Gemara Ketuboth 83b,Rav Shach

I  do not have much to add. And I do not actually have a Gemara to be able to look anything up.
But right now I would like to add some clarity to an idea that Rav Shach has concerning the Rambam in Laws of Marriage chapter 23 halacha 3.

I had two points. One is if I remember the Gemara Ketuboth 83b  correctly then I have away of showing with much force how the way Rav Shach says the Rambam understands it comes out much more forcefully than I think he puts it. To put it as bluntly as possible the  way our Gemara reads makes no sense. So in the first place it never made any sense to bring a question from t to the Rambam.
The other thing I wanted to show was simply to show how Rav Shach explains the Rambam and how it fit beautifully with the version that it seems Rashi must have had and the Rambam also.
That is I wanted to show how important it is that the Gemara means the husband leaves over from the fruit. For if that is the right way to read the Gemara then the Rambam comes out perfectly because he anyway has removed himself from the fruit. So the only thing it could mean is the he lacks some right in the fruit.

So with no further ado let me say over what I think the Gemara says there [Ketuboth 83b]. A question was raised. A husband removes himself from any right to the fruit of the fruit. Has he remove himself from the everything--that is also the fruit, or not? It must be he removes himself from everything because if he did not remove himself from the fruit and he eats it then from where comes the fruit of the fruit? But then according to that reasoning what about the Mishna that says (I am guessing here): R. Yehuda says he always eats the fruit of the fruit. [That is when he removes himself from the fruit he still eats the fruit of the fruit. How can that be? So it must means some of the fruit was left over. So in our case some of the fruit was left over.
From this Gemara the Rosh asks on the Rambam הלכות אישות כ''ג: ג and R. Akiva Eigger says it is a unanswerable question on the Rambam. And Rav Shach does answer it and to me the answer to so blatantly right that I can not see how anyone could have asked on the Rambam.

In short, the Rambam says when the husband removes himself from the fruit land is bought with it and he eats the fruit of the fruit. The question of the Rosh is that that does not fit with the gemara at all. The Gemara is clear that she has let over from the fruit and if that happens then land is bought with it an he eats the fruit of the land. It can not mean he left over from it because he has no right to it in the first place after he removed himself from it.  That is the question of the Rosh.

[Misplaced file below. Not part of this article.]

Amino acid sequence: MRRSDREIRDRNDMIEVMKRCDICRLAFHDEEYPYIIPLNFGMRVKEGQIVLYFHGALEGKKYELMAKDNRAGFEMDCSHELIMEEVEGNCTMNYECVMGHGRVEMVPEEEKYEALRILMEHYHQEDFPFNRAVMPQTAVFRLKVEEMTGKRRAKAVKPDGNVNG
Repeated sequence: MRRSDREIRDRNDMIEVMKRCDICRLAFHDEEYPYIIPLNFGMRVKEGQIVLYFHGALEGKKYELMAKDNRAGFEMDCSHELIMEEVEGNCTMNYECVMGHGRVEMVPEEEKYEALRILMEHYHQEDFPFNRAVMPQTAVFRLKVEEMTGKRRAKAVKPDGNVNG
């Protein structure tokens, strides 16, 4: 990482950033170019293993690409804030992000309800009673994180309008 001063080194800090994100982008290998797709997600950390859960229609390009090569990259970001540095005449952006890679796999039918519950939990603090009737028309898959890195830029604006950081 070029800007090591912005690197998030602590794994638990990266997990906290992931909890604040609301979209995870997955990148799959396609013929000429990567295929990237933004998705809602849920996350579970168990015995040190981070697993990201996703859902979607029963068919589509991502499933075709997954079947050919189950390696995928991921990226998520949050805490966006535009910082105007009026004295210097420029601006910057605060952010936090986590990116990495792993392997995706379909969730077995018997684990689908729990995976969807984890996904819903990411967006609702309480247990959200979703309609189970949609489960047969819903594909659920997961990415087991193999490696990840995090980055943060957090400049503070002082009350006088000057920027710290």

Rav Shach shows how there existed another version of the Gemara that Rashi is trying to avoid. But you can see in Rashi that the original version was this: They asked if he removes himself from the fruit of the fruit does he eat the fruit?  It must be yes  because otherwise from where would the fruit of the fruit come from? Answer. he left over.

Frankly I can not see how any other version of that Gemara could possibly make any sense. From just think about it in the version we have with Rashi. The Gemara is bothered by from the the fruit of the fruit would come from if there is no fruit (that is he eats the fruit)? That means it should be perfectly happy with the opposite scenario of his eating the fruit of the fruit but not the fruit. But then that is the exact thing the Gemara asks on! The beginning of the Gemara does not and can not fit with the end. The only reasonable version is that that Rav Shach suggests.And if that is the case then we are left with the original question what could it mean he leaves over from the fruit if he anyway removed himself from it? So to make sense of  this the Rambam had to say the the husband lacks ownership in the fruit. He can eat it but he does not own it.